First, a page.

All you need to know about Québec's National Holiday, Canada Day and the Labour Standards ActJune 21st, 2016
To fully comply with the law, remember the following important rules
CLAUDIA PARENT, Lawyer | Québec
This year, the National Holiday and Canada Day both fall on a Friday. This could be a real headache for employers for a variety of reasons, including employees with Monday to Thursday work schedules. To fully comply with the law, remember the following important rules.
- All employees, regardless of their hiring date and work schedules, are entitled to both public holidays, namely the National Holiday (June 24) and Canada Day (July 1);
- The National Holiday (June 24) is distinct from other public holidays and is governed by the National Holiday Act (which, it should be noted, does not apply to enterprises under federal jurisdiction);
Requirements to work are limited for Québec's National Holiday
- An employer's right to require that its employees work on June 24 is limited; only an employer whose activities, by their very nature cannot be interrupted, may require that its employees work on that date. For example, enterprises such as hotels, restaurants and breakdown and emergency services may continue their activities;
- If employees must work on June 24, their employer must pay them wages corresponding to the work performed on that day in addition to paying them a compensatory public holiday indemnity or granting them a compensatory holiday to be taken the business day before or after June 24. The decision to pay an indemnity or grant a compensatory holiday belongs entirely to the employer;
Obligations differ according to the employee's normal work schedule
- If employees are not required to work on June 24, the employer's obligations differ according to the employees' normal work schedule. If Friday is a normal work day (for example in the case of a Monday to Friday work schedule), an employee is entitled to an indemnity equal to 1/20 of his or her wages earned during the four complete weeks of pay preceding the week of June 24, excluding overtime. However, the indemnity paid to an employee remunerated in whole or in part by commission must be equal to 1/60 of the wages earned during the 12 complete weeks of pay preceding the week of June 24. If Friday is not normally worked (for example in the case of a Monday to Thursday work schedule), the employer must nevertheless pay the public holiday indemnity. Furthermore, contrary to other public holidays, the employer must grant a compensatory holiday of a duration equal to a regular day of work, which holiday must be taken on the business day preceding or following June 24.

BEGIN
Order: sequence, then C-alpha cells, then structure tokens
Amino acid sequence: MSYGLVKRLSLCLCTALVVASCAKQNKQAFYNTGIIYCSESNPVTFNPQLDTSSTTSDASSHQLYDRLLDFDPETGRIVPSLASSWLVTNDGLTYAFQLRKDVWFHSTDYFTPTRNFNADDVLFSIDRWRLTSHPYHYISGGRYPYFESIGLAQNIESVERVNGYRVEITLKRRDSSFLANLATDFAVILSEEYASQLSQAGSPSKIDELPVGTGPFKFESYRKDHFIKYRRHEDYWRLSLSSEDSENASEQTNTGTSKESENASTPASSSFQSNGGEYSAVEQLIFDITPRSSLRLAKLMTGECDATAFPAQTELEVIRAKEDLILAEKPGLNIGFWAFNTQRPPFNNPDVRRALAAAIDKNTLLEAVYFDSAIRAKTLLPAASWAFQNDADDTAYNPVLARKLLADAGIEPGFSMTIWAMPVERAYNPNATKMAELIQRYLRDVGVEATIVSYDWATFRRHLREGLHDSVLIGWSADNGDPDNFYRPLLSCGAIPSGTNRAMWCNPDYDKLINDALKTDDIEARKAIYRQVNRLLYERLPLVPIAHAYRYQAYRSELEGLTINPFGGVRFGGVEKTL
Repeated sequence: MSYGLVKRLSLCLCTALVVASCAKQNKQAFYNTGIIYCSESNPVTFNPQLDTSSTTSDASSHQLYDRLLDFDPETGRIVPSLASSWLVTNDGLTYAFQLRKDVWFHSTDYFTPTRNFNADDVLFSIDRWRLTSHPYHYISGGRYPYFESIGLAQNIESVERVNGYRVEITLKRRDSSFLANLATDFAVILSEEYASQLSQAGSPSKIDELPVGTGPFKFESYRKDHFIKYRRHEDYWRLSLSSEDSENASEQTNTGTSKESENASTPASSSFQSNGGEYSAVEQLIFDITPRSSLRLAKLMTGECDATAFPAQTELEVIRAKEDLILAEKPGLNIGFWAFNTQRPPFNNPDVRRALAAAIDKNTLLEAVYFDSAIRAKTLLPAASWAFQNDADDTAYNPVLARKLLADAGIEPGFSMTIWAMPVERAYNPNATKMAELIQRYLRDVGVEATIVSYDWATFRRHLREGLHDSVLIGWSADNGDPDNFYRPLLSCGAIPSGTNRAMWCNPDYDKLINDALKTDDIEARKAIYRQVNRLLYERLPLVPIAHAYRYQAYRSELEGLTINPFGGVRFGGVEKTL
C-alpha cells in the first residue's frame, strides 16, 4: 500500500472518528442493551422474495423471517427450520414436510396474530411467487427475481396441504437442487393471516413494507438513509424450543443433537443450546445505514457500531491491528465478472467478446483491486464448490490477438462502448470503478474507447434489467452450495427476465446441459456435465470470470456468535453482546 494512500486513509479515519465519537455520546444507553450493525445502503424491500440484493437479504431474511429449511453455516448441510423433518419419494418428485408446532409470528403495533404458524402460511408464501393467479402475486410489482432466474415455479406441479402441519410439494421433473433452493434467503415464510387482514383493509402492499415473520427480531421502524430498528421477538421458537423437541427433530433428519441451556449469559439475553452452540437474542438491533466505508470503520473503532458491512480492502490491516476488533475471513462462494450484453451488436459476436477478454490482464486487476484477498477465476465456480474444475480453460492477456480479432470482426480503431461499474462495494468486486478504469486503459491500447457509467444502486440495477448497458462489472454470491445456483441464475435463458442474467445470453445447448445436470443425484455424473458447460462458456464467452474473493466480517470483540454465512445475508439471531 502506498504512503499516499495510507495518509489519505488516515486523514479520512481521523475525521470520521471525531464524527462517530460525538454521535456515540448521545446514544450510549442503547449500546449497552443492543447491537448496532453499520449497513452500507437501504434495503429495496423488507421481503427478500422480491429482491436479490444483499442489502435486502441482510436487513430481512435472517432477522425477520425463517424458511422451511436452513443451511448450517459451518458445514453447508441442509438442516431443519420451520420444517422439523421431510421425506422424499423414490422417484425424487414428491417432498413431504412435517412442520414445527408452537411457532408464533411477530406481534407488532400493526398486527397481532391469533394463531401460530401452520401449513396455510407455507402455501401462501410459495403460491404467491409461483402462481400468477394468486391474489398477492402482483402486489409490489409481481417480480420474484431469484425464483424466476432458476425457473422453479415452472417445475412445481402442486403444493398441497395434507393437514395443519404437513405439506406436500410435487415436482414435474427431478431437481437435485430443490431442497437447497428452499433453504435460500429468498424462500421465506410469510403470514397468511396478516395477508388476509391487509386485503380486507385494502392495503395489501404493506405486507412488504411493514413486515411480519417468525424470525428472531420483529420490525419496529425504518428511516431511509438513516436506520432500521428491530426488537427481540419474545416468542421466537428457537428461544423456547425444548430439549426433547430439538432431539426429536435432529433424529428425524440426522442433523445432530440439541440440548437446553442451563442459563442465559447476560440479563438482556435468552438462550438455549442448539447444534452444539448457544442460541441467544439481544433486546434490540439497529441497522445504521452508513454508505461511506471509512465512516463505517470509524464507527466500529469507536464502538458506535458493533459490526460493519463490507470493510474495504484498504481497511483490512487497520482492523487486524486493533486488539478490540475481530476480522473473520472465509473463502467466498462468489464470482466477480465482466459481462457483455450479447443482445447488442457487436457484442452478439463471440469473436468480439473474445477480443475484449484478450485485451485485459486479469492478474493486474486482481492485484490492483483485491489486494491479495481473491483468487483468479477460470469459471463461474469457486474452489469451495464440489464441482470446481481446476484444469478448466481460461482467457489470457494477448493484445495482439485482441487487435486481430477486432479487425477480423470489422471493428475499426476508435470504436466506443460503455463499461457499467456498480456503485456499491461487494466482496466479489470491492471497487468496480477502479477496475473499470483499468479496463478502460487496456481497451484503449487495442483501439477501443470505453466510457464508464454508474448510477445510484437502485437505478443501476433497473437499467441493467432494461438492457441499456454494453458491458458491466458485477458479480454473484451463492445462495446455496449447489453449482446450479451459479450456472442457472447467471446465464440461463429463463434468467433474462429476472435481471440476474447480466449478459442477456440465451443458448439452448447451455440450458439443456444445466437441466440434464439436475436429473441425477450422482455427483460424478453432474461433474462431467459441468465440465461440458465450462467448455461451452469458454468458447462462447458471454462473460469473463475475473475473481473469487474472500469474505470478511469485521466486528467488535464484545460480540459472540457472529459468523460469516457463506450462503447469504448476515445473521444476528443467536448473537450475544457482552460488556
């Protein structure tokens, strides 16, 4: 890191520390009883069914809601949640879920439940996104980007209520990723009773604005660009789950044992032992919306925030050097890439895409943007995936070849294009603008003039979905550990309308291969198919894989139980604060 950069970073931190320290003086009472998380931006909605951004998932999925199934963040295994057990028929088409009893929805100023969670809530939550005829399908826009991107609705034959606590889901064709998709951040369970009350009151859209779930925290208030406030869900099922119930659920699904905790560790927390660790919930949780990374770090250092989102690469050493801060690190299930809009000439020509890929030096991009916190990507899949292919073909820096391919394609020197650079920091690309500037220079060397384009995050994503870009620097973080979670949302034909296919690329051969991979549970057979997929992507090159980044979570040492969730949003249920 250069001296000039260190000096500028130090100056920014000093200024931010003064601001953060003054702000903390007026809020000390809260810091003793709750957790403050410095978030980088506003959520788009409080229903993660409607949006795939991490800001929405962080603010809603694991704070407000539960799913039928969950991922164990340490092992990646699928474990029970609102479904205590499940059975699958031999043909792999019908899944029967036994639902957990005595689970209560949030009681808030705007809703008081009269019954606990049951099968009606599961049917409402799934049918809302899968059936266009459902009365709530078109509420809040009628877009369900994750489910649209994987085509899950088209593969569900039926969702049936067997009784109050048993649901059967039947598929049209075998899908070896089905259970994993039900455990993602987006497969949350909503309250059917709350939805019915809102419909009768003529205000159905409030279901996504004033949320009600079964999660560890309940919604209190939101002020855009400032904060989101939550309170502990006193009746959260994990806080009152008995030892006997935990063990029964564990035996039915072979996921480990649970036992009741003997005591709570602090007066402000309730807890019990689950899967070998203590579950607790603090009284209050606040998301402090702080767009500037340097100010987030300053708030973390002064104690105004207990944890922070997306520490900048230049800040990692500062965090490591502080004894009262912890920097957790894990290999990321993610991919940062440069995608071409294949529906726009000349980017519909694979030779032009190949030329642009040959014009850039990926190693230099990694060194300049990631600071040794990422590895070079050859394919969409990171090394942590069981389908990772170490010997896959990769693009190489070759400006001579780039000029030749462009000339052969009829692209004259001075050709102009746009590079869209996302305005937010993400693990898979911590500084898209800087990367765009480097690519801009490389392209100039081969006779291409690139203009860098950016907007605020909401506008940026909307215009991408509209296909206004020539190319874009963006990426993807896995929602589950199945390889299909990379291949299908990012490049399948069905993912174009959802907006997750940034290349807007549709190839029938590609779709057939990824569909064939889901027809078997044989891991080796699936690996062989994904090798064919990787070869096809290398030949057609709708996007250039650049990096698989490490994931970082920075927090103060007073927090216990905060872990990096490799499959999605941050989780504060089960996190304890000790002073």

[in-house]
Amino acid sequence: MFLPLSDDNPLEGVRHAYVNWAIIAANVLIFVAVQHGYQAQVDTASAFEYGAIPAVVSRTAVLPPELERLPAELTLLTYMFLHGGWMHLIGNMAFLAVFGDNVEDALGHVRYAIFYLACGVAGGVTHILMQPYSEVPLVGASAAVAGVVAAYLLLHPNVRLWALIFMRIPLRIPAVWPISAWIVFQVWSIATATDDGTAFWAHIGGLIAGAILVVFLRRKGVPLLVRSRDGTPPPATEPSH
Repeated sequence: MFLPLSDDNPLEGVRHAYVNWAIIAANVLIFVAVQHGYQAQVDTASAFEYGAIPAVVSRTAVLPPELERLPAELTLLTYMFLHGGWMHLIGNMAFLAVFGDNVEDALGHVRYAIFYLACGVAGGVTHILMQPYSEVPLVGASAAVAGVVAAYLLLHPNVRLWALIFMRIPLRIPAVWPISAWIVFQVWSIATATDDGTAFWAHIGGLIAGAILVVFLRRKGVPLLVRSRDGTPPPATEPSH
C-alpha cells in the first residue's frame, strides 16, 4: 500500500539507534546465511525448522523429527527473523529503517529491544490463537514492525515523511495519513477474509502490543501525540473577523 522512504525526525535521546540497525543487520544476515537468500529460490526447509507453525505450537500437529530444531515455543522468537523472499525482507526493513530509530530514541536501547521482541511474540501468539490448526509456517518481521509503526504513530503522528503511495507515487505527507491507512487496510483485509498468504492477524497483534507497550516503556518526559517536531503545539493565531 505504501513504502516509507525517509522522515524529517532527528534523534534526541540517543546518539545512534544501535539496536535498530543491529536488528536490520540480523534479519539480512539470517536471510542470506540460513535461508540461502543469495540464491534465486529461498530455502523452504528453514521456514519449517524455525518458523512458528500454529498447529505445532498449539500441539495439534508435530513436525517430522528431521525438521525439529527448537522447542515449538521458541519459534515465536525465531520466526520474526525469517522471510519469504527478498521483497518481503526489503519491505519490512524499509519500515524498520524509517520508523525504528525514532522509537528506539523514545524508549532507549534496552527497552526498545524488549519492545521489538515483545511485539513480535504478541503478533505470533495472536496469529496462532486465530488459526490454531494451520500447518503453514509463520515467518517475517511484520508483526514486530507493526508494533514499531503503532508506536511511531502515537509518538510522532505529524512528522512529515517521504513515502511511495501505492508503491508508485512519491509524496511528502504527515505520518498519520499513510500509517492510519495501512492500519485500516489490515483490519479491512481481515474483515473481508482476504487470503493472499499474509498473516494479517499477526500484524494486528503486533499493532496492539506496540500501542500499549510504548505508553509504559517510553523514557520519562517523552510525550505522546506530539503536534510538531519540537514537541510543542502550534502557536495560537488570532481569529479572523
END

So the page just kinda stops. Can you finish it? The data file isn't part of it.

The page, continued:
- Unlike the eligibility requirements for other public holidays, to be entitled to the National Holiday, an employee is not required to be at work on the business day preceding or following June 24;
Different rules apply for Canada Day
- Canada Day is a public holiday under the Labour Standards Act;
- However, an employer may require that its employees work on July 1, provided that they are properly compensated. To be entitled to holiday benefits, the employee must be at work the business day preceding or following July 1. An employee who works on July 1 is entitled to be paid wages corresponding to the hours worked in addition to the public holiday indemnity. Depending on the type of remuneration, the employer must pay an indemnity of 1/20 or 1/60 of the employee's wages earned. The employer may grant a compensatory holiday in lieu of paying the indemnity. The compensatory holiday must be taken in the three weeks preceding or following July 1. Employees who do not normally work on Friday, which is the day on which July 1 falls this year, are only entitled to the indemnity.
What about calculating overtime?
- Lastly, the employer must also take the public holiday into account in calculating overtime. If Friday is a day normally worked, the employer must consider those hours as time worked. However, if Friday is not a day normally worked (for example in the case of a Monday to Thursday work schedule), the public holiday is not taken into account for overtime purposes;
The collective agreement rules apply for unionized workplaces
- Obviously, in a unionized workplace, the collective agreement may contain specific provisions, which employers must take into consideration. The situation can become more problematic for employees on night shifts whose work schedule overlaps form June 23 into June 24 and from June 30 into July 1.
Feel free to contact our labour and employment law team, who will be pleased to answer any questions you may have.
Have good holiday!